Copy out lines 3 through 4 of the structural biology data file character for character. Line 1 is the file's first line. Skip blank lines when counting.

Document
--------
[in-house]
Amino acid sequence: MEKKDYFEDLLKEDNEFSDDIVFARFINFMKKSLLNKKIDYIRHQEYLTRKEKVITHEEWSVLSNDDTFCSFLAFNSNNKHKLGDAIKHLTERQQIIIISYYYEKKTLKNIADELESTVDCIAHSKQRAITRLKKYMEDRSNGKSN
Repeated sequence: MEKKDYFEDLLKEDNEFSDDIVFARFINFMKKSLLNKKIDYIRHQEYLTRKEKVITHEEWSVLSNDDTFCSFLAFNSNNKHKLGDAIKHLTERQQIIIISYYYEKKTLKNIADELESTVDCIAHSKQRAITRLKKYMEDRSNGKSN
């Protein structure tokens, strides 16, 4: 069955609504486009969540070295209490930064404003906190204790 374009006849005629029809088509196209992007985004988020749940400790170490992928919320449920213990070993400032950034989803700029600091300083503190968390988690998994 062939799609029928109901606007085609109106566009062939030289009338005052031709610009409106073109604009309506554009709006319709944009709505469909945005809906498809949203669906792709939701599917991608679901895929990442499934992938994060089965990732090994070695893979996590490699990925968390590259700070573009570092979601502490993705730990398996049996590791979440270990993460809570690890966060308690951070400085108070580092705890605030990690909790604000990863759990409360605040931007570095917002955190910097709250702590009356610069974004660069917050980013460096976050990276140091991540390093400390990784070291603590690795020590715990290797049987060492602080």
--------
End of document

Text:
Repeated sequence: MEKKDYFEDLLKEDNEFSDDIVFARFINFMKKSLLNKKIDYIRHQEYLTRKEKVITHEEWSVLSNDDTFCSFLAFNSNNKHKLGDAIKHLTERQQIIIISYYYEKKTLKNIADELESTVDCIAHSKQRAITRLKKYMEDRSNGKSN
């Protein structure tokens, strides 16, 4: 069955609504486009969540070295209490930064404003906190204790 374009006849005629029809088509196209992007985004988020749940400790170490992928919320449920213990070993400032950034989803700029600091300083503190968390988690998994 062939799609029928109901606007085609109106566009062939030289009338005052031709610009409106073109604009309506554009709006319709944009709505469909945005809906498809949203669906792709939701599917991608679901895929990442499934992938994060089965990732090994070695893979996590490699990925968390590259700070573009570092979601502490993705730990398996049996590791979440270990993460809570690890966060308690951070400085108070580092705890605030990690909790604000990863759990409360605040931007570095917002955190910097709250702590009356610069974004660069917050980013460096976050990276140091991540390093400390990784070291603590690795020590715990290797049987060492602080």